Arthur by Oscar Sainsbury Architects, Thinking Outside The Box
A standard glass box could have easily been added to this brick Californian bungalow in Fairfield, Melbourne. However, for owner, architect Oscar Sainsbury, who lives in the house with his partner Emily and their two young children, it would have meant sacrificing two established peppercorn trees without providing the spaces they were looking for.
“We wanted spaces that were a little more flexible and dynamic, ones that could change as the children get older,” says Sainsbury, who received an architecture award from the Australian Institute of Architects (Victorian Chapter) for his efforts.
While the original house was in relatively sound condition, with the exception of the windows that are now timber-framed with double glazing, the rear comprised a basic lean-to that literally ignored the eastern garden and the established trees. Sainsbury worked with landscape designer Amanda Oliver. “We were fortunate that the original four rooms (two on either side of a wide corridor – up to 1.5 metres) were sound with great proportions,” says Sainsbury, who converted one of the rooms into two bathrooms, including one with a laundry. The other three rooms now function as bedrooms including the main bedroom. And given the width of the original hallway, there was sufficient room to include built-in bookshelves along with storage. “We’re able to reach for a book on shelf and read to the children while they’re in the bath,” he adds.
Instead of the typical rectilinear glass box, Sainsbury designed an irregular-shaped addition that includes an open plan kitchen, dining and two living areas – one that’s used by the entire family or when friends drop over, with an open fireplace and bookshelves, the other being a more modest retreat wedged between the old house and the new wing. “This space (approximately 3 X3 metres) was conceived as a room for watching television. But it could later be used as a study/home office,” says Sainsbury, who aligned the dining area to the original passage so it can be seen once past the threshold to the home. “Previously, the first thing you saw was a blank wall (the lean-to),” he adds.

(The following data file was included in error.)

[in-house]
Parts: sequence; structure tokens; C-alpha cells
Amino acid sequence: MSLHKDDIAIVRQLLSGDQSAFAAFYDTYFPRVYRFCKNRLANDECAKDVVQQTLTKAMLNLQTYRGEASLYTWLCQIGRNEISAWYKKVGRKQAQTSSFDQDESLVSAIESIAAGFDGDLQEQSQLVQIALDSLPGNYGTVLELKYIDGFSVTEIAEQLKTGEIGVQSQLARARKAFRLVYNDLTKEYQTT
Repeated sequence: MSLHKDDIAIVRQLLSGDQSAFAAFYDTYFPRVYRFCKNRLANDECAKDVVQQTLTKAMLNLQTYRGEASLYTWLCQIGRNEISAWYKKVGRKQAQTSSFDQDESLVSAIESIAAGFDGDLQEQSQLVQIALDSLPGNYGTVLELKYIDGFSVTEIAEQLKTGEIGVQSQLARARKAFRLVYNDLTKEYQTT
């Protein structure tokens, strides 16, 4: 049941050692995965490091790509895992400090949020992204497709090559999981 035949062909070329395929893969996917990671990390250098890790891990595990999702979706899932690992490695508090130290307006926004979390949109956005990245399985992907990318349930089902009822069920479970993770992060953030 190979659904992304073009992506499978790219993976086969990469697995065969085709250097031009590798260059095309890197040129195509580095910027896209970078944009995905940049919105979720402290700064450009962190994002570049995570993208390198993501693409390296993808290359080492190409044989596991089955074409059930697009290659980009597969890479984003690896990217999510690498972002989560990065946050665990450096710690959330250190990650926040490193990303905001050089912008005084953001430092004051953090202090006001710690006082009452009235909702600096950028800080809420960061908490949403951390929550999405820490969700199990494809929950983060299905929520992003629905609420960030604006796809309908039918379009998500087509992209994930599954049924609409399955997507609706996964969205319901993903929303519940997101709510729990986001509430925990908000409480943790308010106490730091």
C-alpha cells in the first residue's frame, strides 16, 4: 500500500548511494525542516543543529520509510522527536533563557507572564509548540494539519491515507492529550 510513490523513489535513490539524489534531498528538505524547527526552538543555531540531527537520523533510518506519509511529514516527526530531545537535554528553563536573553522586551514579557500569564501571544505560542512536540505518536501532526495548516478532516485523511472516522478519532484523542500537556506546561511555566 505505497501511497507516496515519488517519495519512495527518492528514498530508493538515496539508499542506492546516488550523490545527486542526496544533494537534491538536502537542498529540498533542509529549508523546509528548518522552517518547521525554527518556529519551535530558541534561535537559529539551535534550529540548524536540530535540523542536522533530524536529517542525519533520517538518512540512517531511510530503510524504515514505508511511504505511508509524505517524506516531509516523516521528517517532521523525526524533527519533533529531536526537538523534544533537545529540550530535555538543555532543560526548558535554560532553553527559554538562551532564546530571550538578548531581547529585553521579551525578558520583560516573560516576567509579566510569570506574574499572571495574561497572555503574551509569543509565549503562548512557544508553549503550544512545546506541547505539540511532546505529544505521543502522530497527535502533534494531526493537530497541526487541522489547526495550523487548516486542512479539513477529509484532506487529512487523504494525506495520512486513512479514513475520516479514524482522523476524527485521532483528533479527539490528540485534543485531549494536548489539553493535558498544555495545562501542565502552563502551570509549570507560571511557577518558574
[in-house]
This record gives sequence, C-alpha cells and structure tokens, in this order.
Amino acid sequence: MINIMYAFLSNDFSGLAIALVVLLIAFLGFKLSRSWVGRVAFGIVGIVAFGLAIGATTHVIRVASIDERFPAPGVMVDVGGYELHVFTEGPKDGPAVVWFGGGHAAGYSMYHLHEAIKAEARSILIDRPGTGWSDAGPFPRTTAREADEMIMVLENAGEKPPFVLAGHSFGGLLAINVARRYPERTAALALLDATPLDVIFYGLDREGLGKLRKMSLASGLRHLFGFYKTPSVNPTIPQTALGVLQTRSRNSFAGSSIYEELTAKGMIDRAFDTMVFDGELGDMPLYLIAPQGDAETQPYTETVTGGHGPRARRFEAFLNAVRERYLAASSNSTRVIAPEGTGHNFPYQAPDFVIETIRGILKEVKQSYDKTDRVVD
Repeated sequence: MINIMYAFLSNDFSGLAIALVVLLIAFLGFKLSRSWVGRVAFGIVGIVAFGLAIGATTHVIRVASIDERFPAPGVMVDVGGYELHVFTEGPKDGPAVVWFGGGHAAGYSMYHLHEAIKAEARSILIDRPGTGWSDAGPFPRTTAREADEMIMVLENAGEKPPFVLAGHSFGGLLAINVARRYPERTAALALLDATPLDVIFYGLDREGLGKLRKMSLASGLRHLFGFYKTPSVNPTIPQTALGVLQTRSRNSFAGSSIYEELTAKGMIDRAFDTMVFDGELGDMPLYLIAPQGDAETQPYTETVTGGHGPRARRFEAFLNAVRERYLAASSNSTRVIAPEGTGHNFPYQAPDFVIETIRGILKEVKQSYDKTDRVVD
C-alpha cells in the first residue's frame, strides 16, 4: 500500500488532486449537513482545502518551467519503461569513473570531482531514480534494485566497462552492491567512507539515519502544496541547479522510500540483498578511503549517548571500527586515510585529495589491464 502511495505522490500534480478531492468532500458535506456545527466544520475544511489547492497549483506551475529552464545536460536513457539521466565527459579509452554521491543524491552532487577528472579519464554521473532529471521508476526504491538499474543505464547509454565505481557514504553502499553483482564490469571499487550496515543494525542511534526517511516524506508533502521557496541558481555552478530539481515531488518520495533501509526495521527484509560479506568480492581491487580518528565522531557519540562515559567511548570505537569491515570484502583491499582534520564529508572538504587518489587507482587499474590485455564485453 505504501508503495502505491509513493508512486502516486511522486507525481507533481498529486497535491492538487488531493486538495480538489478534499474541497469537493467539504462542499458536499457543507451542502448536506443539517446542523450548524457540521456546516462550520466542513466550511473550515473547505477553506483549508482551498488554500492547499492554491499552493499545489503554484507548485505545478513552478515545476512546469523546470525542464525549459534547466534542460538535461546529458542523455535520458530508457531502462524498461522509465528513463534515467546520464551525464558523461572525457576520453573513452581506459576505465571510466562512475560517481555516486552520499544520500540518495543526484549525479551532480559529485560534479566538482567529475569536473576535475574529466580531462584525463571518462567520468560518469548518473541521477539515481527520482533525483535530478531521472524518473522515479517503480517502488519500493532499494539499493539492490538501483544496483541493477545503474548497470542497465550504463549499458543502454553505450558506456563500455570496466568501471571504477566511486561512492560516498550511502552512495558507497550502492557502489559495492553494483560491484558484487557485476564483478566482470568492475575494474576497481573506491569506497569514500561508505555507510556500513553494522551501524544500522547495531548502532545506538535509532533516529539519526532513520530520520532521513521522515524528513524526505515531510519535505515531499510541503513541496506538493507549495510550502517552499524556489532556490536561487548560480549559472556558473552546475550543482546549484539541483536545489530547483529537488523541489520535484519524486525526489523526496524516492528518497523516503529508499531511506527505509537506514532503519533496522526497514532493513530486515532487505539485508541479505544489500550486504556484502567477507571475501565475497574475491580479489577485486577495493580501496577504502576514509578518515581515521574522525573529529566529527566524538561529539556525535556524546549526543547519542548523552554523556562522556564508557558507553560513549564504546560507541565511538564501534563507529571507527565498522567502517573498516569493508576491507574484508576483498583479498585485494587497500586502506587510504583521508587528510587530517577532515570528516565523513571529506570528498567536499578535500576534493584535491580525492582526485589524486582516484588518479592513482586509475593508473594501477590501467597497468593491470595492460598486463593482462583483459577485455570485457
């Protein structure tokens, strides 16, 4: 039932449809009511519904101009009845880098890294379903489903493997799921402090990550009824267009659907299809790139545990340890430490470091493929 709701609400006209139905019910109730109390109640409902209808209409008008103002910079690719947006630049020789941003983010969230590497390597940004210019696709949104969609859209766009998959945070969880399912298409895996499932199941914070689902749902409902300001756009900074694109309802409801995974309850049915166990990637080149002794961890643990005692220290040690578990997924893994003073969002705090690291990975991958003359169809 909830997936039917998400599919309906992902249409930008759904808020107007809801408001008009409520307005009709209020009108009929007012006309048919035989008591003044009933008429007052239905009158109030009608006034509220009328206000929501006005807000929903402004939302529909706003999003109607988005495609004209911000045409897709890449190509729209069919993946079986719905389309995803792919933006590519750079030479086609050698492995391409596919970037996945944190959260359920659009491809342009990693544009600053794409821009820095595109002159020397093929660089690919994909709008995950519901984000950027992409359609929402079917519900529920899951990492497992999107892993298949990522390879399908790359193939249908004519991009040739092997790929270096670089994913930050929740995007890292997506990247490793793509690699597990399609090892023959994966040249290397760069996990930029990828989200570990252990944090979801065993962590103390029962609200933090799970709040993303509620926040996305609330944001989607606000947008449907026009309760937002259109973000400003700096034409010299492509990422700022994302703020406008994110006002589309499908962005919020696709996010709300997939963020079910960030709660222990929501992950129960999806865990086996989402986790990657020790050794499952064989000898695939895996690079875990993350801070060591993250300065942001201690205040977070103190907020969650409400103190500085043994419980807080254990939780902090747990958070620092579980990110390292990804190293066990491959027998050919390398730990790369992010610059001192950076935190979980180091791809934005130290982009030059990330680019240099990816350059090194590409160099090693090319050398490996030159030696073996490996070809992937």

The timber-lined kitchen, with its chunky timber beams that extend to a north-east terrace, also takes a different approach. Instead of an island bench in the centre of the kitchen, the bench wraps around the kitchen, with a second exterior bench that allows for greater use of the outdoors – making the two almost one metre in width when the large timber-framed windows are retracted. And to the rear garden, given the slight fall of the land (approximately one metre), there’s a series of concrete plinths or stepping stones, accessed via a large sliding door, that doubles as extra seating. Even the old garage/shed in the back garden was retained and simply refashioned with a new opening to allow it to ‘read’ with the timber-clad extension.
While some apertures are generous, such as the new large sliding doors and stackable windows, others, such as the window adjacent to the kitchen stove, are modest in scale and primarily for ventilation. This opening can also be used to keep an eye on the children if they’re playing in the back garden.
From the street, this bungalow still sits comfortably with its neighbours – a mixture of bungalows and Edwardian homes. However, the new timber pergola across the front façade provides a hint that there’s something more to be seen here, and there certainly is; a house designed for a couple with young children who can use the house in different ways as they move through their life cycle.